“Asia was the leader before the downturn and is now to an even greater degree the largest and most active region for marine coatings,” said Dickey. “With China, South Korea and Japan representing nearly 80 percent of the world’s newbuilding capacity and China now leading in the number of drydocks and drydocking, Asia is growing two or three times more than any other region.
“In our view, the recent global economic rebound is responsible for growth in marine coatings in Asia, the U.S. and Europe,” Dickey continued. “The Asian economy is nearly back to pre-recession levels and Brazil is experiencing significant growth in response to increased activity in the petrochemical and mining segments.
Evensen said increased growth in BRICK countries (Brazil, India, China and South Korea) is the key trend in the marine coatings market. “The main regions in terms of where the coatings are actually applied are China, South Korea and Japan,” he said. “This is mainly due to the huge numbers of new building and also dry dockings in those countries. Several of the major yards have started to diversify to a higher extent and not take on new types of projects such as modules for the oil and gas industries. In addition, there are certain areas that due to their strategic locations play a vital role. These places include Singapore, Amsterdam, Dubai, the Suez Canal area and so forth.”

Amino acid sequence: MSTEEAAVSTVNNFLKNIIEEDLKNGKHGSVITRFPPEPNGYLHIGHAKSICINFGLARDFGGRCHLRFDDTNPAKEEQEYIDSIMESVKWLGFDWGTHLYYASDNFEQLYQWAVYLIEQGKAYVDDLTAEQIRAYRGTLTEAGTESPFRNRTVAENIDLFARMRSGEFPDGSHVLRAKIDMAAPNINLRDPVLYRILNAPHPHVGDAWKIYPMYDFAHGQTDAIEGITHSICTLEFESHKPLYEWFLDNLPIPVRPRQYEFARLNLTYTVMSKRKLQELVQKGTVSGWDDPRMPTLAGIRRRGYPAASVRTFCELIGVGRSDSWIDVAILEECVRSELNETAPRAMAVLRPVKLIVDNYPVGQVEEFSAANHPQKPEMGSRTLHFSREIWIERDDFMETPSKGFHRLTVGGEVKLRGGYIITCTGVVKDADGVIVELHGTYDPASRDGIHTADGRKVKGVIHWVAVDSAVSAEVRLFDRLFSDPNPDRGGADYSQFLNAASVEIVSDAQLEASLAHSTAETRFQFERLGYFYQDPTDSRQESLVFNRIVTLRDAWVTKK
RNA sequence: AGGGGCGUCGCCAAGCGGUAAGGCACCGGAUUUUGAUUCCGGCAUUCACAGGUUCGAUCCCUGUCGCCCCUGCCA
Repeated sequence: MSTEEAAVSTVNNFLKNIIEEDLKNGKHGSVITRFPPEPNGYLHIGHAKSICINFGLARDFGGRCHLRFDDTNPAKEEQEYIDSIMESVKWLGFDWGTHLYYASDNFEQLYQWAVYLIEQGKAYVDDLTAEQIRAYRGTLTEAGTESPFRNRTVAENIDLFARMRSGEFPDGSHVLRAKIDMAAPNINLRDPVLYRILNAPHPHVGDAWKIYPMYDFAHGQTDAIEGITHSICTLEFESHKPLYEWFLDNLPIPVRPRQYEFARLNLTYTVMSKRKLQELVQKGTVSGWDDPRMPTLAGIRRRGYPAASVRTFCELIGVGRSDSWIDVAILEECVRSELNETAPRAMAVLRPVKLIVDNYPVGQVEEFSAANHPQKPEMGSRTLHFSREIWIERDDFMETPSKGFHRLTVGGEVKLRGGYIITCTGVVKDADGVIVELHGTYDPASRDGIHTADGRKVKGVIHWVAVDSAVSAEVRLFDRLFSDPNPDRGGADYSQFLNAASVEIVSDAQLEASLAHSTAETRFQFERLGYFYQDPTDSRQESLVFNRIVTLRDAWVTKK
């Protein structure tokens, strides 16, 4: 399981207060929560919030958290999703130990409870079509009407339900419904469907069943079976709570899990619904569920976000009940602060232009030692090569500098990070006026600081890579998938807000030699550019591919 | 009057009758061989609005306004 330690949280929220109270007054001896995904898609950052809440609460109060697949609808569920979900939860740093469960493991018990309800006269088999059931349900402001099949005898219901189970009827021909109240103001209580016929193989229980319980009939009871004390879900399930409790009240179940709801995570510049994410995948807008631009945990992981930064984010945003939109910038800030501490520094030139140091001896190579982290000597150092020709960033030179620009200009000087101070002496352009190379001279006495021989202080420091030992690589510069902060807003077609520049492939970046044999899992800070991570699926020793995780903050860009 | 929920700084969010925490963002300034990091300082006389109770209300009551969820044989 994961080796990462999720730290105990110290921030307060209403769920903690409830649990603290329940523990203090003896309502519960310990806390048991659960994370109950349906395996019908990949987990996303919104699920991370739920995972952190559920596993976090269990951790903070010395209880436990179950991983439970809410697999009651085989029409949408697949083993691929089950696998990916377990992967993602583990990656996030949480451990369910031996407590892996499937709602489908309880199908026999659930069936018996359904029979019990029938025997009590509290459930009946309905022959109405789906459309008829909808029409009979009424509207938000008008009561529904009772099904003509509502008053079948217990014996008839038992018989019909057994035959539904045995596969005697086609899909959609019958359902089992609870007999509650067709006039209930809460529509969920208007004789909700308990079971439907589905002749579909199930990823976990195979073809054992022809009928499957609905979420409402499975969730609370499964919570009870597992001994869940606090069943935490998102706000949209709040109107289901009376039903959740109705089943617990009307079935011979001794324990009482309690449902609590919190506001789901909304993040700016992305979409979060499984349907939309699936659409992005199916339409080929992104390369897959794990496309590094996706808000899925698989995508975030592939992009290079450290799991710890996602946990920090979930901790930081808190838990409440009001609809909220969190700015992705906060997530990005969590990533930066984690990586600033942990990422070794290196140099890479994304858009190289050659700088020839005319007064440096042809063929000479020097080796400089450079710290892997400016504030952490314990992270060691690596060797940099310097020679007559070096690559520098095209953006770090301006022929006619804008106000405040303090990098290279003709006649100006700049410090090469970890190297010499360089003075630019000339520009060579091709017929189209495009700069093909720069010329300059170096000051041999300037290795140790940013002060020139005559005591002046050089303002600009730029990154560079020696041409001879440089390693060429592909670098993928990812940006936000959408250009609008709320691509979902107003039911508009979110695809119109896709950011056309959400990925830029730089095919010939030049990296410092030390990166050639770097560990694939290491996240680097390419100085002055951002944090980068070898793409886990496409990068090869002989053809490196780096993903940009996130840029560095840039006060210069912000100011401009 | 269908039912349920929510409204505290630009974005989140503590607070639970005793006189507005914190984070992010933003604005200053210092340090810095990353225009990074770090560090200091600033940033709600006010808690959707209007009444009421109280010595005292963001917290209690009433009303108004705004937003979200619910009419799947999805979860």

According to Westcott, the outlook for the shipping market in 2011 is mixed. “Analysts are bullish on container trade, while less confident in a dry bulk market that has started the year poorly,” he said. “Geographical mix also plays a part. Asian economies are already returning to strong growth, while the U.S. is recovering gradually, but European growth remains weak.”